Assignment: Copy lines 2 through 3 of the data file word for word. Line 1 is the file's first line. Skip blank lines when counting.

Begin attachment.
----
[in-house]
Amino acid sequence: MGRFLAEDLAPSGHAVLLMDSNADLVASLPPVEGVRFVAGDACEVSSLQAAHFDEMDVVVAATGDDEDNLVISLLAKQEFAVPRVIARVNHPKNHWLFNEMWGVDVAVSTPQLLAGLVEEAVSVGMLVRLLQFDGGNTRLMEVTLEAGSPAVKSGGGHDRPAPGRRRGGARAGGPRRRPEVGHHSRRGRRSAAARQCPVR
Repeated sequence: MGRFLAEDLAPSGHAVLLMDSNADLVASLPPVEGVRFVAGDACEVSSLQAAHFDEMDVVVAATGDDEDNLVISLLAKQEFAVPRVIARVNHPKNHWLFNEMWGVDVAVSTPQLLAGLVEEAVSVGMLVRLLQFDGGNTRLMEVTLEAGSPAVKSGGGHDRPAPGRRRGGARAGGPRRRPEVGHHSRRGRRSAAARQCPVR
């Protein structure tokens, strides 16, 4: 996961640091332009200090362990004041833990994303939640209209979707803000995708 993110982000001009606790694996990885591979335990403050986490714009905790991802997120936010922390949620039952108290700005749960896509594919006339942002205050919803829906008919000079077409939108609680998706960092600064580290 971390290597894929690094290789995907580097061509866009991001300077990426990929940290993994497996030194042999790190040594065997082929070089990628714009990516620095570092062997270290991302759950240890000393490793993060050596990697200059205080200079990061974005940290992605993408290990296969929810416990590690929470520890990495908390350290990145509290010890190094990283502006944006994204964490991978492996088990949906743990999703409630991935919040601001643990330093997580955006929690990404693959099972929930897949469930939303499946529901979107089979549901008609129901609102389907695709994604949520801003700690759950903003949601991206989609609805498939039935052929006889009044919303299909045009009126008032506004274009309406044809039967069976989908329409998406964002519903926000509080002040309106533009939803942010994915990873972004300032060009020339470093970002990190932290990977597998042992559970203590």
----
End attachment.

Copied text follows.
Amino acid sequence: MGRFLAEDLAPSGHAVLLMDSNADLVASLPPVEGVRFVAGDACEVSSLQAAHFDEMDVVVAATGDDEDNLVISLLAKQEFAVPRVIARVNHPKNHWLFNEMWGVDVAVSTPQLLAGLVEEAVSVGMLVRLLQFDGGNTRLMEVTLEAGSPAVKSGGGHDRPAPGRRRGGARAGGPRRRPEVGHHSRRGRRSAAARQCPVR
Repeated sequence: MGRFLAEDLAPSGHAVLLMDSNADLVASLPPVEGVRFVAGDACEVSSLQAAHFDEMDVVVAATGDDEDNLVISLLAKQEFAVPRVIARVNHPKNHWLFNEMWGVDVAVSTPQLLAGLVEEAVSVGMLVRLLQFDGGNTRLMEVTLEAGSPAVKSGGGHDRPAPGRRRGGARAGGPRRRPEVGHHSRRGRRSAAARQCPVR